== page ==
The growth of performance crime is additionally tied to the celebrity culture that emerged in the 20th century when celebrities became a focus of public interest and becoming a celebrity a career goal.
Feeding off of this celebrity culture, social media has resulted in offenders posting pre-crime confessions, videos of themselves committing offences, and post-crime footage holding evidence and bragging about their criminal acts. In the process, these enthusiastic crime performers often generate evidence used for their conviction.
Crimes are committed through social media, but social media is also seen as a prime distribution network. Earlier we discussed ISIS’ use of social media to spread their insidious message. Surette also explains an aspect of this, too:
The regular online posting of terrorism videos and the numerous terrorist group internet sites further exemplify how social media is used to produce online performance terrorism specifically tailored to multiple audiences.
The over-sharing that lies at the core of self-incriminating performances is an extension of the significance that social media have come to play culturally. It is better to get your performance out there and be known than to be unknown in a celebrity culture, even if criminality is required.
Social media isn’t always the scene of the crime. Modern burglars easily exploit our apparent dedication to broadcasting every detail about our day-to-day routine. A 2011 survey carried out by U.K. home security firm Friedland states:
An overwhelming 78% of ex-burglars interviewed said that they strongly believed social media platforms like Facebook, Twitter and Four Square are being used by current thieves when targeting properties, with nearly three quarters (74%) stating that in their expert opinion, Google Street View was playing a role in today’s home thefts.
Furthermore, 54% of those interviewed identified social media status and location updates as one the most common mistakes a homeowner can make. Check out U.K. insurance company Admiral’s scrolling social media burglary graphic for further facts.
Perhaps social media is not always the scene of the crime, but it is certainly an extremely useful planning accessory.
Holiday, It Would Be So Nice
The average burglary takes between 8–12 minutes. Tech-savvy burglars can use your photos to quickly gauge your actual location. Pretty much every digital photo contains EXIF data. EXIF data commonly details the camera settings used to capture the image. As well as this, modern, GPS-enabled devices may geotag the image with your exact coordinates.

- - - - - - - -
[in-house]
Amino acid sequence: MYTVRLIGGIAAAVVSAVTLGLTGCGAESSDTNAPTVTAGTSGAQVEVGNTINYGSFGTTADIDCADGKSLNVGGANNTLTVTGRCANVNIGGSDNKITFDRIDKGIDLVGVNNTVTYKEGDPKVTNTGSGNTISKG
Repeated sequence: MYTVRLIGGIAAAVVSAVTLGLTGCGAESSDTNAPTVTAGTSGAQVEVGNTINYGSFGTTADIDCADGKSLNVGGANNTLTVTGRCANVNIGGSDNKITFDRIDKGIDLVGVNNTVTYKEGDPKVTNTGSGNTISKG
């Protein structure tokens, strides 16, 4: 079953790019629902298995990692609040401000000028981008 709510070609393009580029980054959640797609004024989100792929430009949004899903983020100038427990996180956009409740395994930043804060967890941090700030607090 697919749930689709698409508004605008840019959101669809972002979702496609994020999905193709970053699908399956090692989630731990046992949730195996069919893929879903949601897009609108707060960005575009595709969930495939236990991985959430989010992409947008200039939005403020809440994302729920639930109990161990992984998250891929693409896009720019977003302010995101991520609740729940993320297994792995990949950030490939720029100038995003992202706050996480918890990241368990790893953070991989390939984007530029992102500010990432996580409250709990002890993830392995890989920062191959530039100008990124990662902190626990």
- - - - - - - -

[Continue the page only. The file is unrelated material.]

Some social media sites, like Facebook, handily scrub your EXIF data when you upload an image. However, others do not.
Other quick tips include not signing in at restaurants, cafes, leisure centers, and other local amenities. As well as this, consider keeping travel sign-ins and location updates to a minimum.
Sure, you want your friends to know you’re having fun. But wouldn’t you rather come home to the same possessions?
Everything Is Bad
Yup. That about sums it up.
A quick search on Pinterest shows about 85 boards from police departments around the country — including Kansas City, Mo., police — who have used Pinterest to help solve burglary and robbery cases, locate missing people and educate parents about street drugs their kids may be using.
The National Center for Missing and Exploited Children uses social media to rapidly distribute Amber Alerts. An $800,000 project funded by the Department of Justice is underway at Cardiff University. The project will develop an algorithm to scan social media and automatically detect outbreaks of cyber-hate, leading to hate crimes. Furthermore, Chicago-based Geofeedia had their social media scanner shutdown after it received wide-ranging criticism from civil-rights activists.
But It’s Not All Doom and Gloom
Despite the doom and gloom I’ve shared with you, I do not want you to worry. The MakeUseOf team have already detailed exactly how to keep yourself much safer when using social media. Our look at 9 Things You Should Never Share on Social Media should be your first stop, followed by Do You Share Too Much Information? After, consider whether you should Protect Yourself With Facebook’s Privacy Check-up Tool. Also, check:
- Have Americans Given Up On Privacy?
- Is Your Browser Leaking Your Online Secrets?
- Start the Year Off Right with a Personal Security Audit
Read through these articles. Understand just how much information is available through your social media accounts. Consider how that might be used against you. Not just in the instance of a criminal activity, but perhaps in a job interview, or an insurance claim, or simply later in life.
Have you seen a crime take place on social media? Did you report it? Or was it simply part and parcel of using social media? Finally, could social media do more to prevent crime? Let us know your thoughts below!
Image Credits: Stepan Kapl/Shutterstock